Thursday, February 21, 2013

All the Maps are Correct – The Shape of Eastern Europe, 1938 (alt-Earth)

"The Vilayet of Taras. Never heard of it? Good; neither have I." - Edith Ponsonby.

Four separate empires collapsed at the end of the Great War in 1918; Hohenzollern Germany, Hapsburg Austria-Hungary, Ottoman Turkey, and Romanov Russia (which suffered a revolution and resultant civil war beginning in 1917).  Winston Churchill put the resulting scramble among various Eastern European nationalities and nascent nations best when he famously said, "The war of giants has ended, the wars of the pygmies begun."

After a series of revolts, revolutions, pogroms and `brush fire' wars, culminating in the Polish-Russian War of 1920-22, the various borders stabilized and treaties of varying levels of adherence were negotiated.

Any Grand Tour of the new face of Eastern Europe must begin at the Baltic Sea, with the new republics of Latvia, Estonia and Lithuania. Poland's attempt to absorb Lithuania into a new Commonwealth foundered on the Lithuanian's insistence on remaining independent. Facing war with the Soviet Union, Marshal Pilsudski did not press the issue.

Poland was the largest state in the new map, maintaining as it did a watchful eye on its eastern border with the USSR. It and its government were trying hard to revive and start up various industries in an effort to keep its independence between its two larger and better-armed neighbors, Germany and the Soviet Union.  In order to avoid the embrace of the Bear, Pilsudski and his successors were leaning toward an alliance (or at least an association) with the Germans.

South of Poland is the Western Ukraine People's Republic, with its capital of Lviv. This state, the second-largest after Poland, was part of Pilsudski's Intermarum (Between the Seas) idea, where there would be a belt of Polish-oriented states extending from the Baltic to the Black Seas. The WUPR is still under Polish `protection,' a fact that irritates many Ukrainian nationalists in their government. However, the support of the Poles is necessary in order to fend off attempts by the Ukrainian SSR and the USSR to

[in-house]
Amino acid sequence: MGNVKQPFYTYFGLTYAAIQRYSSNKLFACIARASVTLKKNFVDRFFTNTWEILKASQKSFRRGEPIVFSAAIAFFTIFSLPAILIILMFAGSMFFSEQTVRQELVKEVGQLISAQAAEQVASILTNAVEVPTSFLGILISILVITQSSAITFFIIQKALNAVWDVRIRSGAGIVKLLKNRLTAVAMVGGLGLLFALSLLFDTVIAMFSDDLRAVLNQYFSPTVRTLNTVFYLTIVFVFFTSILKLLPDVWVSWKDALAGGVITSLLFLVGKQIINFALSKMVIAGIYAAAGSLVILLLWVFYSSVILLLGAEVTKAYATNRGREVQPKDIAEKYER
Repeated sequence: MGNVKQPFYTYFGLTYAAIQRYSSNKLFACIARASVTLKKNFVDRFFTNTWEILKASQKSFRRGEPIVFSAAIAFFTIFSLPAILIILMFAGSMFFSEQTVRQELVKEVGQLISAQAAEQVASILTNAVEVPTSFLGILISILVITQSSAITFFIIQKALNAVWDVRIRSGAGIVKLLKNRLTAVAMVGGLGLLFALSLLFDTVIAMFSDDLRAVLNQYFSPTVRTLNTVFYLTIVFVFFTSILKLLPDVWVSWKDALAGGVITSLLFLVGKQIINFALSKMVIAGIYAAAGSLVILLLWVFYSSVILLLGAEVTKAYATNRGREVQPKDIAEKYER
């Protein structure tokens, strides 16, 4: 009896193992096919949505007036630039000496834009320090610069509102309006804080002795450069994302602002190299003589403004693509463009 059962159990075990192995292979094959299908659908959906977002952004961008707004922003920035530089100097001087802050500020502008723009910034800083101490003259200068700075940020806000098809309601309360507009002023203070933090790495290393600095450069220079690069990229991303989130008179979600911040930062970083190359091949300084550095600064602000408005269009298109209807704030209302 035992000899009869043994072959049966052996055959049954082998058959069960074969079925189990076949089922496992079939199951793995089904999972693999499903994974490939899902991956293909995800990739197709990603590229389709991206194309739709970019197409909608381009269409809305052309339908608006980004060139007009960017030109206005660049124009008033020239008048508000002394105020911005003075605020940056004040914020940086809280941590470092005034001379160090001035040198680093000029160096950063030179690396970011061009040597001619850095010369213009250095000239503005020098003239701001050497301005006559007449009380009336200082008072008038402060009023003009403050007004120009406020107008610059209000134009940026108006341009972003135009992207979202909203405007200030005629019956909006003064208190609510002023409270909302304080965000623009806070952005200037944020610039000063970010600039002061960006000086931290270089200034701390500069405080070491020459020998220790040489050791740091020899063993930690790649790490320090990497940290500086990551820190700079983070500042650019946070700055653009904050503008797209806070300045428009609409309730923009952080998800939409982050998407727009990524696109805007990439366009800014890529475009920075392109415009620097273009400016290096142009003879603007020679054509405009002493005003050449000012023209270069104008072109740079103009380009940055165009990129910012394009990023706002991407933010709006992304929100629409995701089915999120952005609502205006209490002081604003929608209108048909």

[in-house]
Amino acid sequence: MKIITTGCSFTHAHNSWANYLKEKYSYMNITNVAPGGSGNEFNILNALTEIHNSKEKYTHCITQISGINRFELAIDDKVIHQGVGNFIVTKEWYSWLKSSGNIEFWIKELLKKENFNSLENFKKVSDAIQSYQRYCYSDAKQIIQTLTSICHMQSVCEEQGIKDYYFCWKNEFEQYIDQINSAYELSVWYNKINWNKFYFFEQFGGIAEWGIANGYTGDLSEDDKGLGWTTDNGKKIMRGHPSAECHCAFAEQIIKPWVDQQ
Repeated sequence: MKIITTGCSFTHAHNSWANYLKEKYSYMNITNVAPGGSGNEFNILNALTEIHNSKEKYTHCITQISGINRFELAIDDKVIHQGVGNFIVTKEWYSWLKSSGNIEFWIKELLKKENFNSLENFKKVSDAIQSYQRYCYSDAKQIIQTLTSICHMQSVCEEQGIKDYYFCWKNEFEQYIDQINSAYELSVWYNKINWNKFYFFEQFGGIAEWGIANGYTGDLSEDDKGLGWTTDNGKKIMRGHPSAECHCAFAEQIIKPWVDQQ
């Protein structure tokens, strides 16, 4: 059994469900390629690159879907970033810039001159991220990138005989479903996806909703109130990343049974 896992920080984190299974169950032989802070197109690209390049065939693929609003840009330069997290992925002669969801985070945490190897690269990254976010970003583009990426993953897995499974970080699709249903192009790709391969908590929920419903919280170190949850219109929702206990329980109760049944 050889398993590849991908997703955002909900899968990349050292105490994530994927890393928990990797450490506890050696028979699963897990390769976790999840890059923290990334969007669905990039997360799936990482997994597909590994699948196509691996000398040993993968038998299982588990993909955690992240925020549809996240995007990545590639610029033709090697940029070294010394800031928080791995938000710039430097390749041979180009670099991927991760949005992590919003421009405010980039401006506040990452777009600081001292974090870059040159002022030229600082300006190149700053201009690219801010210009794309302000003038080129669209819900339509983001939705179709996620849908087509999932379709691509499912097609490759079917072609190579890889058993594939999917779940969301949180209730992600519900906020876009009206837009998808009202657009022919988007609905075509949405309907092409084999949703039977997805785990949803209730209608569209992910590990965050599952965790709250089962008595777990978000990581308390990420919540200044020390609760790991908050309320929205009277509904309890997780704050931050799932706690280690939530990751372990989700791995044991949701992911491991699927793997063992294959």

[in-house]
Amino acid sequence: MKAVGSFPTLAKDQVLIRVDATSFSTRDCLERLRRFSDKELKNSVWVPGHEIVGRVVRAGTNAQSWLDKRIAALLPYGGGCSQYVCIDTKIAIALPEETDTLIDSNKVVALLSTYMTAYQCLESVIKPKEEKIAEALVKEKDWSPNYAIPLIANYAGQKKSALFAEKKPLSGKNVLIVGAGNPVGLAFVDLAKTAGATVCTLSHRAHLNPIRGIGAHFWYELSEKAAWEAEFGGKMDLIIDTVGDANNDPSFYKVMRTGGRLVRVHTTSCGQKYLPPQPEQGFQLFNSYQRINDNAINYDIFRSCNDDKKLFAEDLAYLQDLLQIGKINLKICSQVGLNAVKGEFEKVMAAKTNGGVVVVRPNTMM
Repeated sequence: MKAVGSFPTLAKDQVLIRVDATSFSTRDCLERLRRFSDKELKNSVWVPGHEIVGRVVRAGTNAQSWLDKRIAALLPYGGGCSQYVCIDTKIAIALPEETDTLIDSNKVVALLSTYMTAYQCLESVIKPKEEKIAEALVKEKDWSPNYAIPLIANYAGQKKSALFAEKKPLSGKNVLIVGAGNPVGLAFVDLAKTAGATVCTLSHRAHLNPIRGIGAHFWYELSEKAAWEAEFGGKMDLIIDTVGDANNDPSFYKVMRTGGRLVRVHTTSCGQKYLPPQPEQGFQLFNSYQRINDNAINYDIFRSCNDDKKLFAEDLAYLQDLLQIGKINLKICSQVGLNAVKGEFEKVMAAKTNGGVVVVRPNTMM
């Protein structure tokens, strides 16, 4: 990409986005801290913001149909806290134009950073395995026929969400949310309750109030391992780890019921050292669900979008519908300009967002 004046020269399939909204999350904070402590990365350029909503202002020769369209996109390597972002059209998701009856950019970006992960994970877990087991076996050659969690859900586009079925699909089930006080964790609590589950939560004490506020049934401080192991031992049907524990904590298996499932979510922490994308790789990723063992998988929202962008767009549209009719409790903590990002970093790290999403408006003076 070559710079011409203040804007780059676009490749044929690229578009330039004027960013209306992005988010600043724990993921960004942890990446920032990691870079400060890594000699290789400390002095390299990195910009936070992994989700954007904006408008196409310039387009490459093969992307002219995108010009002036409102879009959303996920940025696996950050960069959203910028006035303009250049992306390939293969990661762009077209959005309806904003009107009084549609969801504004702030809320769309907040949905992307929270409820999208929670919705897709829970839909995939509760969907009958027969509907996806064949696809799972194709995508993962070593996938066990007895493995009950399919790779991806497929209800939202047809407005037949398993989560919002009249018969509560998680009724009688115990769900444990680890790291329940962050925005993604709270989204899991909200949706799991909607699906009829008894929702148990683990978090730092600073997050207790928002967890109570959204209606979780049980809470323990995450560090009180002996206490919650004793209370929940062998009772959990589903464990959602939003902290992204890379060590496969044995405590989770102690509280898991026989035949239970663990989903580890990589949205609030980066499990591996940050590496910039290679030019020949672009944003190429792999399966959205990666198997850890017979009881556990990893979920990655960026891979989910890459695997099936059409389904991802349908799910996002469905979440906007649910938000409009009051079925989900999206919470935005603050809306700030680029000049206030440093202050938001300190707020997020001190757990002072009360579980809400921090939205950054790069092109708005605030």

extend their hegemony.

The Balkans are still largely as the end of the Great War left them – still staring daggers at each other and squabbling over small slices of land.  Romania, Bulgaria, Albania, Yugoslavia and Greece are all monarchies, with only the Albanians and the Yugoslavs enjoying domestic dynasties (the others displaying, if nothing else, the fecundity of the various German noble houses).

Hungary invited the twenty-year-old Archduke Otto von Hapsburg to be crowned as its Apostolic King in 1932. He took as his regnal name Ferenc (his first baptismal name), and dismissed the Regent Admiral Horthy.

A variety of small Carpathian and Danubian principalities arose or were resurrected after the Great War, and by and large the Big Four let them be.  Geopolitically they were of little consequence, and had little economic impact apart from tourism and postage stamps (interestingly, the Spontoons have similar industries; think dirndls instead of grass skirts). They may not have any armies to speak of, but they do have some of the best cheeses in Europe.

These small states are:
The Duchy of Teschen;
The Principalities of Anheim, Azieuza, and Kuhk-Mönge;
The Grand Duchy of Ruritania, and
The Vilayet of Taras.
(It is believed that Ruritania was established as a joke on the League of Nations; perhaps not surprisingly, none of the delegates ever got the joke).

The Vilayet of Taras was a former Ottoman governorate, and before its absorption into the Empire was a very minor state at the mouth of the Danube. It declared its independence, but hardly anyone noticed apart from the Rumanians. The Tarasian ruling family claims descent from the original ancient Greek settlers of the area as well as the Byzantine Lascarid Dynasty, while glossing over the facts that they are actually one-half Turkish, one-quarter Hungarian, one-eighth Greek and one-eighth Norwegian (no one can figure this out).

Taras partly straddles the mouth of the Danube, but is surrounded on three sides by Rumania; the rulers know better than to try and close the river to traffic.  Its primary exports are stamps, grain, cheese and dairy products, and occasional court intrigues that mimic the classic English garden parties, complete with the obligatory murders.


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